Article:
The southbound vehicles were a 2002 Mitsubishi Lancer, operated by Chase Wells-Gonzalez, 22yrs of Salem; and a 1986 Honda Civic operated by Gary Quintana, 49yrs of Keizer.

Due to the impact, both Wells-Gonzalez and Quintana had to be extricated from their vehicles by Salem Fire. Both drivers were transported to Salem Hospital for non-life threatening injuries.

As responding Officers arrived, it was learned that Alvarez had fled the crash scene but was located nearby within minutes. Alvarez was not injured in the crash.

Based on the investigation, Alvarez was arrested on the following charges: Driving While Suspended-Misdemeanor, Felony Hit & Run and Assault III (2 counts). Alvarez was booked into the Marion Co. Jail.

Traffic Unit Officers will be finished with the scene investigation and open the intersection for normal traffic flow at 10:30pm.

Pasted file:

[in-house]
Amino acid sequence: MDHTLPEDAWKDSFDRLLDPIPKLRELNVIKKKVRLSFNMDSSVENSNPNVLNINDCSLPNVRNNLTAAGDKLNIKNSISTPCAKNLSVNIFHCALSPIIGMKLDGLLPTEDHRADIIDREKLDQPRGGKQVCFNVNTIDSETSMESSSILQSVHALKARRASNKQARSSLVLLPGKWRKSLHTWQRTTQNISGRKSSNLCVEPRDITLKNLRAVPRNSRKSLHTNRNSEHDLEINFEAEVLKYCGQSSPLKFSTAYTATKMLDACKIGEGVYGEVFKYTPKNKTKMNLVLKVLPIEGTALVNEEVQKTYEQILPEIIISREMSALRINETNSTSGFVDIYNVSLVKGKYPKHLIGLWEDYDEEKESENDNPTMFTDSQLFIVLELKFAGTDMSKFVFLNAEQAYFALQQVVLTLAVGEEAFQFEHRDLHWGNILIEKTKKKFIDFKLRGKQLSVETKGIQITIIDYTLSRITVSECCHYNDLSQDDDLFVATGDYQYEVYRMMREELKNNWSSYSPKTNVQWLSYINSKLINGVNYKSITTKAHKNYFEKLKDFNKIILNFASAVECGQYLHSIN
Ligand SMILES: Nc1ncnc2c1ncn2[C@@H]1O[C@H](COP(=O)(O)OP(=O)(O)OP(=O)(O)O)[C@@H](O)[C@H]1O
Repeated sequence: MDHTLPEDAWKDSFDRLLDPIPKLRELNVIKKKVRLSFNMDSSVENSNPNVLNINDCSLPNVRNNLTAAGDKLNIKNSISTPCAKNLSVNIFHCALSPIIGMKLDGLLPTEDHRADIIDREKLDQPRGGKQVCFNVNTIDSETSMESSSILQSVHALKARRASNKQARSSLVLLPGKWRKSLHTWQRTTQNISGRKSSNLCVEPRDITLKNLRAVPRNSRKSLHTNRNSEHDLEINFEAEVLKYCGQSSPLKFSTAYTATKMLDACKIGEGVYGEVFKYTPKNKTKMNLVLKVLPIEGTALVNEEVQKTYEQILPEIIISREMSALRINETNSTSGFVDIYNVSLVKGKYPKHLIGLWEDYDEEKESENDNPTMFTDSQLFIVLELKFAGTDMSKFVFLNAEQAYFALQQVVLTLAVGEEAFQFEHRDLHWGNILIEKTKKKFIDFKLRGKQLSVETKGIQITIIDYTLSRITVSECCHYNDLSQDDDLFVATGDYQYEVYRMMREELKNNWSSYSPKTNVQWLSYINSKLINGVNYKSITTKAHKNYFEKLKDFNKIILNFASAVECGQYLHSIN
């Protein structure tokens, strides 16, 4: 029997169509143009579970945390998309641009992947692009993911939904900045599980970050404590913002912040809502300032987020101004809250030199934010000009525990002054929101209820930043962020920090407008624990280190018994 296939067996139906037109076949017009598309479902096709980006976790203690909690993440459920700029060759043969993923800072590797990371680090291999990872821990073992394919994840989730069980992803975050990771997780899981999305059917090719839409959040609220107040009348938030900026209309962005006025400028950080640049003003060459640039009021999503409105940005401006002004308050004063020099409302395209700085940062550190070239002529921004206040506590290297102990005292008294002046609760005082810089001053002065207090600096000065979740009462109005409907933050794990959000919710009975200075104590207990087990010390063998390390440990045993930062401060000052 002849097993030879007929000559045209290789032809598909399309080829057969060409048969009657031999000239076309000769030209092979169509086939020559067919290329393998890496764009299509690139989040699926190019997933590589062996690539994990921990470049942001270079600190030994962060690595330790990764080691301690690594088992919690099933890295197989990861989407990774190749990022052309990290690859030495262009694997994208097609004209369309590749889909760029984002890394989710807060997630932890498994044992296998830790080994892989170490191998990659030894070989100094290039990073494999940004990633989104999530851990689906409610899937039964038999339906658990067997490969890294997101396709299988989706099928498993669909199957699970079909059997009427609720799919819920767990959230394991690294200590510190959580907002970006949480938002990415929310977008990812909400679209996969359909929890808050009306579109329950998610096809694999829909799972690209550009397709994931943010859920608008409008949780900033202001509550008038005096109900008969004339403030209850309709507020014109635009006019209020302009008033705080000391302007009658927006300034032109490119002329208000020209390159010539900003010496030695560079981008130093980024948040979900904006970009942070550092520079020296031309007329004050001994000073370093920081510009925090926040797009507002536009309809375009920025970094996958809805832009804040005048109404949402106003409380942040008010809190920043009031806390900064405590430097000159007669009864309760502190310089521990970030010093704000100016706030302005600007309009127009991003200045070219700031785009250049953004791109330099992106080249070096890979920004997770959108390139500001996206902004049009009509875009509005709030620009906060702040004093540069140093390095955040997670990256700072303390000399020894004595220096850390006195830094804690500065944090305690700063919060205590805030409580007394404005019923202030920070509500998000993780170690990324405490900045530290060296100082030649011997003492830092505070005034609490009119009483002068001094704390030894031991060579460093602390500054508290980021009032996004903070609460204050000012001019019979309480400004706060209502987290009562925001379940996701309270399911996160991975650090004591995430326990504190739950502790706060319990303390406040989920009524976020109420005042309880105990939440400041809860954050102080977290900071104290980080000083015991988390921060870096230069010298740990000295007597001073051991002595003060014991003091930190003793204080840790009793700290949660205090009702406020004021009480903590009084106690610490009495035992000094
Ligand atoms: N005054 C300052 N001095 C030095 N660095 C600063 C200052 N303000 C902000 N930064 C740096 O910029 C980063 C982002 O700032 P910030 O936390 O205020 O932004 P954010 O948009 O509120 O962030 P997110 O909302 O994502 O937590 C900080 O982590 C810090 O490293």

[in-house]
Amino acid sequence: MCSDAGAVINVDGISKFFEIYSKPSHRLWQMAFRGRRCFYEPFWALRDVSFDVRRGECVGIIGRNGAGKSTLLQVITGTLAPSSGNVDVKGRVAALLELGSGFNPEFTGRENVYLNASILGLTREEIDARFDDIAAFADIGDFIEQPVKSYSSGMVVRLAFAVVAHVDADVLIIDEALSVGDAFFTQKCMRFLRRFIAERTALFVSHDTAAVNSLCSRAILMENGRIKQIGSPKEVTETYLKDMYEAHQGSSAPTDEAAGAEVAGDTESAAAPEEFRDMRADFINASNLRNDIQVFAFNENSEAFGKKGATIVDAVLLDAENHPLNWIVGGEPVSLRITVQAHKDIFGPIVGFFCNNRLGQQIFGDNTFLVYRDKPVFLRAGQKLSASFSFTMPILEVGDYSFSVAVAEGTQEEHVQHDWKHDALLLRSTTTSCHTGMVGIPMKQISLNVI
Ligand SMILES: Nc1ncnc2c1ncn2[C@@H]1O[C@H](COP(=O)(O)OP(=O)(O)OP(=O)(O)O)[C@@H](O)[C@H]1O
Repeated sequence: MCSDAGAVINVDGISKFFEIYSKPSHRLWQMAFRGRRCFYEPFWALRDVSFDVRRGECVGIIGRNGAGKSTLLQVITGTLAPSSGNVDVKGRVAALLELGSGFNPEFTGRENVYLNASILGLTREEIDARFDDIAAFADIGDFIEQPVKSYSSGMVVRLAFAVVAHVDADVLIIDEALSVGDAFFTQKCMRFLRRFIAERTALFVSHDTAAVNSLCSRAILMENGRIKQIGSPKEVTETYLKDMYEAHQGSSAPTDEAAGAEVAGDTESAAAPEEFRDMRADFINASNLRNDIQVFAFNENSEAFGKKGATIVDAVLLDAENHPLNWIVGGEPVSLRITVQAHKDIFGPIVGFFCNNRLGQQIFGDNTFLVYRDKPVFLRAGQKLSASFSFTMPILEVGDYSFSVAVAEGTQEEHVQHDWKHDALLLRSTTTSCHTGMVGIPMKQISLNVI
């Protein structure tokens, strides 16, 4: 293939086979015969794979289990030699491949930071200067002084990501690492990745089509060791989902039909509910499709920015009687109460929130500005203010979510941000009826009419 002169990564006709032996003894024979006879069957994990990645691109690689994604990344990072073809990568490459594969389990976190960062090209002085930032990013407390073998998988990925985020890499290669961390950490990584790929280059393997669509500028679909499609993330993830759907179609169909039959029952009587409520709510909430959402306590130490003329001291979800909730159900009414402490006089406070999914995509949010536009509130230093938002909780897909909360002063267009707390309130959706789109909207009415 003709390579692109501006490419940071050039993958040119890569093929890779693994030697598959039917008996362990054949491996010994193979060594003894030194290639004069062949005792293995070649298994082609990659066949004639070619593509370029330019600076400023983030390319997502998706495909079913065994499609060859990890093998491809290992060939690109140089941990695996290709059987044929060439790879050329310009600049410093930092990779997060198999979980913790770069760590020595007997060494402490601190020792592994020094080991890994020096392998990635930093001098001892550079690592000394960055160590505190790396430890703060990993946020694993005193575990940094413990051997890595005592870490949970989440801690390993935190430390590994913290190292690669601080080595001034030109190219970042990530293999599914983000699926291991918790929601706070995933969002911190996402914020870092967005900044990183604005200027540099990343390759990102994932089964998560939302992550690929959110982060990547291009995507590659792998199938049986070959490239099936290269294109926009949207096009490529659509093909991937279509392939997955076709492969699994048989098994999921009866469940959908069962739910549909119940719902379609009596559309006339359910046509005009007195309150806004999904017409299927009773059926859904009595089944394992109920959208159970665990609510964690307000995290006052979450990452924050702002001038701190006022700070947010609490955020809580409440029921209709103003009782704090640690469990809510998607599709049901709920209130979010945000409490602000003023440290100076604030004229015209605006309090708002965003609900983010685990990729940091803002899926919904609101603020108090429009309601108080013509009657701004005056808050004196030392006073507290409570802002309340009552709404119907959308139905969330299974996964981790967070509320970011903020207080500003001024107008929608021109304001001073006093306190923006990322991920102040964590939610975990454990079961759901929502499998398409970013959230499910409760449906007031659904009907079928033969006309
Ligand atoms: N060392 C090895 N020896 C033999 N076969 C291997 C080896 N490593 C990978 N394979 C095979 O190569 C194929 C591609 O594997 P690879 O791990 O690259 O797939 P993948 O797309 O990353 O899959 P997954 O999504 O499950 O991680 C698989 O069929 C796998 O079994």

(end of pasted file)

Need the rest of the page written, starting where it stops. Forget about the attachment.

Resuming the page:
**********************************
Salem Police & Fire are at the scene of a serious injury, multi-vehicle traffic crash at 25th St SE & Madrona Ave SE. Southbound 25th St. SE traffic has been detoured at McGilchrist St SE. The Traffic Unit is responding to assist in the investigation. Preliminary report indicates the road closure will be for the next 2-3 hours. No further information is available at this time.
Portal Theatre premiere's devised production about the women of science (Photo)
Western Oregon University - 12/01/14
2014-12/1107/80002/IMG_0209.JPG
2014-12/1107/80002/IMG_0209.JPG
http://www.flashalertnewswire.net/images/news/2014-12/1107/80002/thumb_IMG_0209.JPG
Portland-based Portal Theatre will hold its Oregon premiere of "No Belles," a devised production that tells the story of women who have won the Nobel Prize, nightly December 4 through 6 at Action/Adventure Theatre in Portland. Only 15 out of the 566 winners (less than 3 percent) in the sciences have been women, and this production tells the stories of those who have (and others who should have) received a Nobel Prize.